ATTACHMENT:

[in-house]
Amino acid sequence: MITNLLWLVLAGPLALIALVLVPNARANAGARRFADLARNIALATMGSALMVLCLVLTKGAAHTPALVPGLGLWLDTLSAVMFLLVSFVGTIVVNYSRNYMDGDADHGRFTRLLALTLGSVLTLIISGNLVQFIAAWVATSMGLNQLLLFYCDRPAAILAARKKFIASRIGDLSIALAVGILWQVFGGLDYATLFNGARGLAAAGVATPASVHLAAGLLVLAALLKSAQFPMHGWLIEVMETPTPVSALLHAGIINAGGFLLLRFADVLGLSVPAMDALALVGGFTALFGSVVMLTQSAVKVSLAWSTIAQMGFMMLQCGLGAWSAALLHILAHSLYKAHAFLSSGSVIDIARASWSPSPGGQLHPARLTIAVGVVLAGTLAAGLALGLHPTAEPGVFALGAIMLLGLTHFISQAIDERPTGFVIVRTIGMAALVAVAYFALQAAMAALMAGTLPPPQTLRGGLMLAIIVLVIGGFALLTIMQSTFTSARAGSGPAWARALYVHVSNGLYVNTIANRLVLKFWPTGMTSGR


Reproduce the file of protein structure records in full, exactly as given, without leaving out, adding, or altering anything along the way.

[in-house]
Amino acid sequence: MITNLLWLVLAGPLALIALVLVPNARANAGARRFADLARNIALATMGSALMVLCLVLTKGAAHTPALVPGLGLWLDTLSAVMFLLVSFVGTIVVNYSRNYMDGDADHGRFTRLLALTLGSVLTLIISGNLVQFIAAWVATSMGLNQLLLFYCDRPAAILAARKKFIASRIGDLSIALAVGILWQVFGGLDYATLFNGARGLAAAGVATPASVHLAAGLLVLAALLKSAQFPMHGWLIEVMETPTPVSALLHAGIINAGGFLLLRFADVLGLSVPAMDALALVGGFTALFGSVVMLTQSAVKVSLAWSTIAQMGFMMLQCGLGAWSAALLHILAHSLYKAHAFLSSGSVIDIARASWSPSPGGQLHPARLTIAVGVVLAGTLAAGLALGLHPTAEPGVFALGAIMLLGLTHFISQAIDERPTGFVIVRTIGMAALVAVAYFALQAAMAALMAGTLPPPQTLRGGLMLAIIVLVIGGFALLTIMQSTFTSARAGSGPAWARALYVHVSNGLYVNTIANRLVLKFWPTGMTSGR